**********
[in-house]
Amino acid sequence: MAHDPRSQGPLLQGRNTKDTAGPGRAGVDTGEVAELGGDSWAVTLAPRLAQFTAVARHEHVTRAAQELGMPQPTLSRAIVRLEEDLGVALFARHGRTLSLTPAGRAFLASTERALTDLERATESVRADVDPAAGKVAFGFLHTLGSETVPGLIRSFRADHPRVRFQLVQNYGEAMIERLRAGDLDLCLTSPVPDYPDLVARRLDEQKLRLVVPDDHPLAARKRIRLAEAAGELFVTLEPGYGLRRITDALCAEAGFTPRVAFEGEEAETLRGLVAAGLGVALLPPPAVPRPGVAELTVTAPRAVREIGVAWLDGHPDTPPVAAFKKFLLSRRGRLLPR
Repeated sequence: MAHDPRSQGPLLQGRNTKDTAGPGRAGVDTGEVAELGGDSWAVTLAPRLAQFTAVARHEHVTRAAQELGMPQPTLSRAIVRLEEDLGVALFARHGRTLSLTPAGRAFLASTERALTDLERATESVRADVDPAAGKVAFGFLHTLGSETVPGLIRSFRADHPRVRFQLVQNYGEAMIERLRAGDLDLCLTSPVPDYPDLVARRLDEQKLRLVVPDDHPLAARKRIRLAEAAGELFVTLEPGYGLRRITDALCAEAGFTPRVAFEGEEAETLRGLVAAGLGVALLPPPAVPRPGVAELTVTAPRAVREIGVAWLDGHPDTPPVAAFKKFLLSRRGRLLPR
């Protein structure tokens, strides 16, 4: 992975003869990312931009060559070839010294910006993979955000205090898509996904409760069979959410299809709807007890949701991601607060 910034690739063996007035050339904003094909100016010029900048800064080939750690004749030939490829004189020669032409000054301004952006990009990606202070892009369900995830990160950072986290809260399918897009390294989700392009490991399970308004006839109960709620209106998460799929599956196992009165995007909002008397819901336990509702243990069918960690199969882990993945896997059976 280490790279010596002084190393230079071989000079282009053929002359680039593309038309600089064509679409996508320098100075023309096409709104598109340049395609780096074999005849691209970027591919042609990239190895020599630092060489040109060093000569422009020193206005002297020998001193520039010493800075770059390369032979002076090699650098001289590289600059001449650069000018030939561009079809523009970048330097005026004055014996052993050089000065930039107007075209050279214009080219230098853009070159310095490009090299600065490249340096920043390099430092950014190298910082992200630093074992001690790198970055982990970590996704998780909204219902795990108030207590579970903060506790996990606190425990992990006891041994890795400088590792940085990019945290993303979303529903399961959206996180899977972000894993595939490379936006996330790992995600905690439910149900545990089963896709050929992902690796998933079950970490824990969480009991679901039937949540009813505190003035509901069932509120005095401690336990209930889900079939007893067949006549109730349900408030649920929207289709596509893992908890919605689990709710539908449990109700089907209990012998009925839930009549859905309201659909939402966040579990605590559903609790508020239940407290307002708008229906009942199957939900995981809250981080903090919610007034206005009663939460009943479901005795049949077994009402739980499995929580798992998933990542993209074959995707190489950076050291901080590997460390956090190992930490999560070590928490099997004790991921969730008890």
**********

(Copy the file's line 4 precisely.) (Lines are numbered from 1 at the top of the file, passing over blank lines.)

């Protein structure tokens, strides 16, 4: 992975003869990312931009060559070839010294910006993979955000205090898509996904409760069979959410299809709807007890949701991601607060 910034690739063996007035050339904003094909100016010029900048800064080939750690004749030939490829004189020669032409000054301004952006990009990606202070892009369900995830990160950072986290809260399918897009390294989700392009490991399970308004006839109960709620209106998460799929599956196992009165995007909002008397819901336990509702243990069918960690199969882990993945896997059976 280490790279010596002084190393230079071989000079282009053929002359680039593309038309600089064509679409996508320098100075023309096409709104598109340049395609780096074999005849691209970027591919042609990239190895020599630092060489040109060093000569422009020193206005002297020998001193520039010493800075770059390369032979002076090699650098001289590289600059001449650069000018030939561009079809523009970048330097005026004055014996052993050089000065930039107007075209050279214009080219230098853009070159310095490009090299600065490249340096920043390099430092950014190298910082992200630093074992001690790198970055982990970590996704998780909204219902795990108030207590579970903060506790996990606190425990992990006891041994890795400088590792940085990019945290993303979303529903399961959206996180899977972000894993595939490379936006996330790992995600905690439910149900545990089963896709050929992902690796998933079950970490824990969480009991679901039937949540009813505190003035509901069932509120005095401690336990209930889900079939007893067949006549109730349900408030649920929207289709596509893992908890919605689990709710539908449990109700089907209990012998009925839930009549859905309201659909939402966040579990605590559903609790508020239940407290307002708008229906009942199957939900995981809250981080903090919610007034206005009663939460009943479901005795049949077994009402739980499995929580798992998933990542993209074959995707190489950076050291901080590997460390956090190992930490999560070590928490099997004790991921969730008890």